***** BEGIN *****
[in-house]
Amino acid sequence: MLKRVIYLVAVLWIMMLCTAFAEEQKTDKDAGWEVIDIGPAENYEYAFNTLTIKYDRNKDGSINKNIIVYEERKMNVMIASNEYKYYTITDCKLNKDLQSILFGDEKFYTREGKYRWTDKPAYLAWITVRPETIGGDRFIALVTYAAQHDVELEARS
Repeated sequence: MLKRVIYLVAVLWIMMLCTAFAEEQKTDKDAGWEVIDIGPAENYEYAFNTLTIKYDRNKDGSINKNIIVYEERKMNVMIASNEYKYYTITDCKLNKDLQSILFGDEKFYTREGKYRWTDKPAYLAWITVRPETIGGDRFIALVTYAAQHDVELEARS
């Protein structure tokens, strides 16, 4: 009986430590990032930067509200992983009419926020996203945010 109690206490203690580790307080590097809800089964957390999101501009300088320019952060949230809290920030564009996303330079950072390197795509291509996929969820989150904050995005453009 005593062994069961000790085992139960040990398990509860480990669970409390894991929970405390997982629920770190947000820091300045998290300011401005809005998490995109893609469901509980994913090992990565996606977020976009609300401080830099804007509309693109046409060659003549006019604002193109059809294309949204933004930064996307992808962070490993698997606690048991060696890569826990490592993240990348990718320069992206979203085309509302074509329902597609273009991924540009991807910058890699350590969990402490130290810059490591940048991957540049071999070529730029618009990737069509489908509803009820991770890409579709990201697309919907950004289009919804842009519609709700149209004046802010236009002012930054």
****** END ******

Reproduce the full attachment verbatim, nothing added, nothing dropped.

[in-house]
Amino acid sequence: MLKRVIYLVAVLWIMMLCTAFAEEQKTDKDAGWEVIDIGPAENYEYAFNTLTIKYDRNKDGSINKNIIVYEERKMNVMIASNEYKYYTITDCKLNKDLQSILFGDEKFYTREGKYRWTDKPAYLAWITVRPETIGGDRFIALVTYAAQHDVELEARS
Repeated sequence: MLKRVIYLVAVLWIMMLCTAFAEEQKTDKDAGWEVIDIGPAENYEYAFNTLTIKYDRNKDGSINKNIIVYEERKMNVMIASNEYKYYTITDCKLNKDLQSILFGDEKFYTREGKYRWTDKPAYLAWITVRPETIGGDRFIALVTYAAQHDVELEARS
């Protein structure tokens, strides 16, 4: 009986430590990032930067509200992983009419926020996203945010 109690206490203690580790307080590097809800089964957390999101501009300088320019952060949230809290920030564009996303330079950072390197795509291509996929969820989150904050995005453009 005593062994069961000790085992139960040990398990509860480990669970409390894991929970405390997982629920770190947000820091300045998290300011401005809005998490995109893609469901509980994913090992990565996606977020976009609300401080830099804007509309693109046409060659003549006019604002193109059809294309949204933004930064996307992808962070490993698997606690048991060696890569826990490592993240990348990718320069992206979203085309509302074509329902597609273009991924540009991807910058890699350590969990402490130290810059490591940048991957540049071999070529730029618009990737069509489908509803009820991770890409579709990201697309919907950004289009919804842009519609709700149209004046802010236009002012930054």